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Lorna Nolan in Sydney: City on knife edge with rumours of hidden bombs and public beheadings

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Lorna Nolan

Lorna Nolan

Lorna Nolan

Today started off like any busy Monday morning, and for a lot of office staff who are commuting to work - that means a stop-off at a favourite cafe for a quick take-away coffee on their way to work.

For those who work in or near Martin Place the Lindt cafe is an obvious choice for them.

But this morning was to be different. What started as a quick trip in the doors of the cafe was to turn out to be a siege led by a lone gunman.

News broke of the cafe drama at around 10.15am local time through an alert system that operates in the city.

But the response of the police has been incredible and very reassuring.

There is an alert system here in Sydney which is very efficient, and I've seen it tested a few times before, but I didn't think I'd ever see it used in a real situation.

If an incident happens signs that are placed around the city light up with messages, and loudspeakers issue voice messages to everyone in the streets and in train stations and transport hubs.

When the alert happened this morning the signs said there was an emergency in the Central Business District and everyone was to avoid the area, and similar messages were broadcast through the loudspeakers.

gunman

Immediately there was nervousness as everybody wondered what was going on, but between the alert system and the media it quickly emerged that there was a siege in the cafe.

The general consensus here is that the gunman deliberately chose this cafe because it is across the road from the offices of a large TV network, and there would be maximum publicity.

People were relieved when first two hostages were seen escaping.

Then three more ran out and people thought it might be coming to an end.

We weren't sure if those hostages had been released or made their own escape, but at least they will be able to give police some detailed information about what is going on inside the cafe and how well armed the gunman is.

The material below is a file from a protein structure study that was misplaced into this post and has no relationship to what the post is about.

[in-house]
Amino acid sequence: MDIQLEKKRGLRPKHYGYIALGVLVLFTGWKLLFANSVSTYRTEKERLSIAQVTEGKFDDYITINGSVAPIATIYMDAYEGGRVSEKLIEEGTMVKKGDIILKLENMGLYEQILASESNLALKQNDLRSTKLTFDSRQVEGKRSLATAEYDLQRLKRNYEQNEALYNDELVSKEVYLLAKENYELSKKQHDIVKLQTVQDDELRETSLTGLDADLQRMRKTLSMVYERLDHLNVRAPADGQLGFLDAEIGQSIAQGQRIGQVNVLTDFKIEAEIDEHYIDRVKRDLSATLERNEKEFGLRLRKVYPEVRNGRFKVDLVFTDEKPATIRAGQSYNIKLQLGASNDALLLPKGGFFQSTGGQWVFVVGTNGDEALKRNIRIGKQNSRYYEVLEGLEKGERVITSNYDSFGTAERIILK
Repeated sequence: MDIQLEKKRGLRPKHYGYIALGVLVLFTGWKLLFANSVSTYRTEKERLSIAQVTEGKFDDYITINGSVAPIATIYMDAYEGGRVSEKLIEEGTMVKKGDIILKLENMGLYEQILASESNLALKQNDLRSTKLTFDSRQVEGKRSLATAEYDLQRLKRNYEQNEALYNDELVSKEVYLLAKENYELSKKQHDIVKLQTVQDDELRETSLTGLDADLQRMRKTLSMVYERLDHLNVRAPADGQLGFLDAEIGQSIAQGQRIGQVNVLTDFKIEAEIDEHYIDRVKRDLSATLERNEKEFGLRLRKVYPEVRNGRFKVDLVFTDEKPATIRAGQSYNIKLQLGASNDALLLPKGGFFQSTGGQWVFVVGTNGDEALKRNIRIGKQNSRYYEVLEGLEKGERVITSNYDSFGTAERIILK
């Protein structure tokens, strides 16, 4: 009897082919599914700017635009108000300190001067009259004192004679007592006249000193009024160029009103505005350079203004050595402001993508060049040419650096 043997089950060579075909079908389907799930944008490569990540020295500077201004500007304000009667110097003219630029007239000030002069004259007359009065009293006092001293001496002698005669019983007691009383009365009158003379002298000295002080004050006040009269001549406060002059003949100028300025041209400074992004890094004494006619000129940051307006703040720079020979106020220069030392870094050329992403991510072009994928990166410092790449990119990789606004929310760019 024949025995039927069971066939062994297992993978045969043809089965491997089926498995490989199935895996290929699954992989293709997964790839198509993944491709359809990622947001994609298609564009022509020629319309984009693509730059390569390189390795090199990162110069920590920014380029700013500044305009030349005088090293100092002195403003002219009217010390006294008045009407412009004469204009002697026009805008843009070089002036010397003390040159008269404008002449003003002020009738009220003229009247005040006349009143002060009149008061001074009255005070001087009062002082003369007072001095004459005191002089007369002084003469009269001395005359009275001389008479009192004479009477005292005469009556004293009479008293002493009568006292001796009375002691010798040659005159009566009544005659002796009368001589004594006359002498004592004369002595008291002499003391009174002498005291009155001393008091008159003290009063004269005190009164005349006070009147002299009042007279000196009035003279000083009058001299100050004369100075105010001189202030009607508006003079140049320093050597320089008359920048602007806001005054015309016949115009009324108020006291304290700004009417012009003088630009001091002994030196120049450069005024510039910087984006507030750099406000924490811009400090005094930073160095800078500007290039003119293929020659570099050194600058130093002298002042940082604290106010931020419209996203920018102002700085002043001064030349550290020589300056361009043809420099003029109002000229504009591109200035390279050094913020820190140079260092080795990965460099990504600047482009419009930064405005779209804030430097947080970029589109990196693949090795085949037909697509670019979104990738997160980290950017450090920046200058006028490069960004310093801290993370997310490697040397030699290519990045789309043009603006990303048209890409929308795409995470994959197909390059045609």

A lot of the nervousness is because there have been reports of bombs planted around the city and nobody knows if it is true or not.

But maybe the escaped hostages can bring some clarity to that claim.

The police have been on their guard here since they apprehended a number of terror suspects in recent months who claimed they were going to capture ordinary citizens and take them hostage.

The area around Martin Place was mentioned and they said they were going to behead people on camera.

Naturally everyone was very worried about it at the time so the police have been vigilant and I guess Australians were expecting some form of attack to come and everyone was trying to be prepared for that.

Now that we are heading into the night we are not sure how long the siege might last.

We know the gunman has issued demands through some of his hostages who he forced to telephone a television station, but the details of those demands are being kept under wraps for the moment.

I've been making my way home from work and I've passed two train stations and I can see police everywhere but in a very calm and organised way.

All the shopping centres and cinemas, and places where large numbers of people gather, all seem to have closed as part of the alert response.

The big banks have also reacted in a similar way, and many workers have been told not to leave their offices.

It is summertime here but in the run-up to Christmas the streets have all been full of shoppers, but now that area of the city has been completely cordoned off.

All eyes will be on the TV for the night to see what the outcome will be, and we don't know yet who is in the cafe or if any of them are Irish.

Some of the Irish bars and other businesses in the district are now shut down because they are within the cordon.

hnews@herald.ie


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